“I have been impressed with the urgency of doing. Knowing is not enough; we must apply. Being willing is not enough; we must do.”
– Leonardo da Vinci.

Contextualisation: Viking Longships.

https://i2.wp.com/www.bluebird-electric.net/navigation/navigation_pictures/viking_longship_norsemen_boats.jpg
(photo source)

The Vikings built fast ships for raiding and war. These ships were ‘dragon-ships’ or ‘longships’. The Vikings also had slower passenger and cargo ships called knorrs. They built small boats for fishing or short trips.

Viking longships could sail in shallow water. So they could travel up rivers as well as across the sea. In a raid, a ship could be hauled up on a beach. The Vikings could jump out and start fighting, and then make a quick getaway if they were chased.

A Viking ship was built beside a river or an inlet of the sea. A tall oak tree was cut to make the keel. The builders cut long planks of wood for the sides, and shorter pieces for supporting ribs and cross-beams. They used wooden pegs and iron rivets to fasten the wooden pieces together. Overlapping the side planks, known as ‘clinker-building’,made the ship very strong. People stuffed animal wool and sticky tar from pine trees into every join and crack, to keep out the water.

To launch the ship, the Vikings pushed it into the water. They slid it over log rollers to make the pushing easier.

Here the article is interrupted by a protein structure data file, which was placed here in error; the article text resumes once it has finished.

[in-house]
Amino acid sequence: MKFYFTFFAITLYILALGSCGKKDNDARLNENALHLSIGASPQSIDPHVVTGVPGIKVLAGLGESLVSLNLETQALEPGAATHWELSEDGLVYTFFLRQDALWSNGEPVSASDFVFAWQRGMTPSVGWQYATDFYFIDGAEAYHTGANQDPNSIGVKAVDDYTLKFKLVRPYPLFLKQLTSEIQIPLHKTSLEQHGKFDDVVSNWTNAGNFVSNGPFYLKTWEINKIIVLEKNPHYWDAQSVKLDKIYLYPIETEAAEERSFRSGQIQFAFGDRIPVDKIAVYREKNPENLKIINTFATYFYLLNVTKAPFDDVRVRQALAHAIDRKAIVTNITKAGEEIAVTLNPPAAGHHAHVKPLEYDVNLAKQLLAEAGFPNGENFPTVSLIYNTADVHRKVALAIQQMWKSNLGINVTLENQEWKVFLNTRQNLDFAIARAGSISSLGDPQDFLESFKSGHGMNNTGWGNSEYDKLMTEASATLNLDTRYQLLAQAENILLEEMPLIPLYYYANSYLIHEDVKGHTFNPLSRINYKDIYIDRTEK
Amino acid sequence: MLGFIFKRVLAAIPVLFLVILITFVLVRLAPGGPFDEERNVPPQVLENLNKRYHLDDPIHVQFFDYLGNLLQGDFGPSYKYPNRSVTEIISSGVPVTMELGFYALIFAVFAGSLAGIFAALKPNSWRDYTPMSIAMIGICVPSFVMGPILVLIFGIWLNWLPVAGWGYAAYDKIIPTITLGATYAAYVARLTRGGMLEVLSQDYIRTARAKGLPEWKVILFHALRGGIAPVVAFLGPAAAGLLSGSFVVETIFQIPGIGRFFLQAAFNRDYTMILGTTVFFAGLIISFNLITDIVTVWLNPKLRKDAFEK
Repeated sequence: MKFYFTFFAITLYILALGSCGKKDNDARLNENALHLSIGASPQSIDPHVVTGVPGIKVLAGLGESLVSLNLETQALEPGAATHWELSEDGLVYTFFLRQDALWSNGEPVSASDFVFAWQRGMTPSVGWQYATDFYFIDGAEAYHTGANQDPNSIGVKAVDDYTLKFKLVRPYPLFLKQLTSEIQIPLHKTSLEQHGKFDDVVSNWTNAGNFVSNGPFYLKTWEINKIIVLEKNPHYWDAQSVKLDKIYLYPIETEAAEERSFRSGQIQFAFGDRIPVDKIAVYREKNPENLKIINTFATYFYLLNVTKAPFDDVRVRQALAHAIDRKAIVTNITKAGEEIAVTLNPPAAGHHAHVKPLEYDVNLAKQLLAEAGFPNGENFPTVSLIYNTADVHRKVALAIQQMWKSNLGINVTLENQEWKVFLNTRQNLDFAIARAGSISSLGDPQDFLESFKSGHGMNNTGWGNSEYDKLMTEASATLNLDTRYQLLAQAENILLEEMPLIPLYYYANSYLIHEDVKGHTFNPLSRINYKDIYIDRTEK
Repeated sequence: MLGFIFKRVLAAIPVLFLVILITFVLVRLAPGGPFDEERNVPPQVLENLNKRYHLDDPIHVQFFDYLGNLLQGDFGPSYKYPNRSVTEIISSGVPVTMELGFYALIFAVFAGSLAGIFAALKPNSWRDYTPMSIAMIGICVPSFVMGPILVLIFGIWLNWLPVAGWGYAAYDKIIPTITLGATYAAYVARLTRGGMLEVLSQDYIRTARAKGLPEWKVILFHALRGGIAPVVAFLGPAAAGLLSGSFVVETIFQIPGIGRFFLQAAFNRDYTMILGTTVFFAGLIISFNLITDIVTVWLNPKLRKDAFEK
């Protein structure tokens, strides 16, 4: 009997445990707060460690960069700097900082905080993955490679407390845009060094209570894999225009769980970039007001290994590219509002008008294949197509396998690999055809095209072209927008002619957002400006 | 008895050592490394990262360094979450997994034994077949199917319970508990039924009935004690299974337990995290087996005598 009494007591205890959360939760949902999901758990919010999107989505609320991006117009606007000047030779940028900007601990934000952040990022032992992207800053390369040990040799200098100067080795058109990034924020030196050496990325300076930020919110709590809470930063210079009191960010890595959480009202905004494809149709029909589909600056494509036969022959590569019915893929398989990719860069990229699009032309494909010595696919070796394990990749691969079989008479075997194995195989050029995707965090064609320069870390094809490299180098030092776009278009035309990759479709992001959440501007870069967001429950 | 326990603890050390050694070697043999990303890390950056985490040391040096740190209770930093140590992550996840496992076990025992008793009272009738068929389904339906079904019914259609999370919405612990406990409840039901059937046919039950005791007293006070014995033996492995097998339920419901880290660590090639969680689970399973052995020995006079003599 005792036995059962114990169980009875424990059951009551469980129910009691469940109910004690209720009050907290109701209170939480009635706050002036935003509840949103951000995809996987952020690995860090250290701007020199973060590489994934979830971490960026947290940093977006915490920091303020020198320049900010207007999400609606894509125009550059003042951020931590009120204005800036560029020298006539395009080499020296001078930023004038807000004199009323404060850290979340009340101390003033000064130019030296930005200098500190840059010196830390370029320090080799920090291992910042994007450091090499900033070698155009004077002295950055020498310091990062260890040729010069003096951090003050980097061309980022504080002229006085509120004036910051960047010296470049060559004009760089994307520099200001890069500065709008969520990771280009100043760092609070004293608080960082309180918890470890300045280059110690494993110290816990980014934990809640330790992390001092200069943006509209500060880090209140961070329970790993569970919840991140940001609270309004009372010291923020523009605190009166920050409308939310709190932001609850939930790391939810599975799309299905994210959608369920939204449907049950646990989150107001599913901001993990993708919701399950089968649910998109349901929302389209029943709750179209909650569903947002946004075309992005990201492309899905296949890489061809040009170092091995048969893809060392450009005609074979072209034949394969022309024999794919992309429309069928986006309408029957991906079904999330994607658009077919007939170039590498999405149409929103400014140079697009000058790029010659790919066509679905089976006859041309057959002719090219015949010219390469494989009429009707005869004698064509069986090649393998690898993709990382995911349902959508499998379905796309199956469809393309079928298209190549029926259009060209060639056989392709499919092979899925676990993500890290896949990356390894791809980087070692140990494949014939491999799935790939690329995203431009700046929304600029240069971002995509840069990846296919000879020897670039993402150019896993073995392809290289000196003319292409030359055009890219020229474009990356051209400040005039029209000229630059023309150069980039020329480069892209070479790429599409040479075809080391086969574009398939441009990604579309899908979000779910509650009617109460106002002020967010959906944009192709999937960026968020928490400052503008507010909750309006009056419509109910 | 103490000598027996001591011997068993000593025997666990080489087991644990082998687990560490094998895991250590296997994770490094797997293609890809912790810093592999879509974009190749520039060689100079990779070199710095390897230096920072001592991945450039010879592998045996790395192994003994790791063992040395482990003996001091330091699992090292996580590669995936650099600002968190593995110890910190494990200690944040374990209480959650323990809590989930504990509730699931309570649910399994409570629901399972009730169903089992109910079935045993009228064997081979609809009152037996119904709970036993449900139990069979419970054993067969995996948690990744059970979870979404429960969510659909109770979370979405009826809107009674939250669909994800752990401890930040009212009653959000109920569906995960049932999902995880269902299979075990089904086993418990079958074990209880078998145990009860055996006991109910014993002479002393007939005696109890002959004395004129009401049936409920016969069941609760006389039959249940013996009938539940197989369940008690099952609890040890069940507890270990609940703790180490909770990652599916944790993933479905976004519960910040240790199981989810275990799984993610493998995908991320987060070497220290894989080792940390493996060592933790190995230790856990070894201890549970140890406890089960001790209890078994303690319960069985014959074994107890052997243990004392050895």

A Viking ship had one big square sail made of woven wool. In some ships, the mast for the sail could be folded down. When there was not enough wind for the sail, the men rowed with long wooden oars. To steer the ship, one man worked a big steering oar at the back end, or stern. At the curved front end of the ship was a carved wooden figure-head.

A dragon-ship had room for between 40 and 60 men. The men slept and ate on deck. There was some space below deck for stores, but no cabins.

Vikings sailed close to the coast whenever possible, watching for landmarks. Out of sight of land, they looked for the sun: west (towards the sunset) meant they were headed for England; east (towards the sunrise) meant home to Denmark or Norway. The Vikings invented a kind of sun compass to help find their way. At night they watched the stars. Seamen knew a lot about winds and sea currents. By watching birds or even the colour of the water, an experienced sailor could tell when land was close.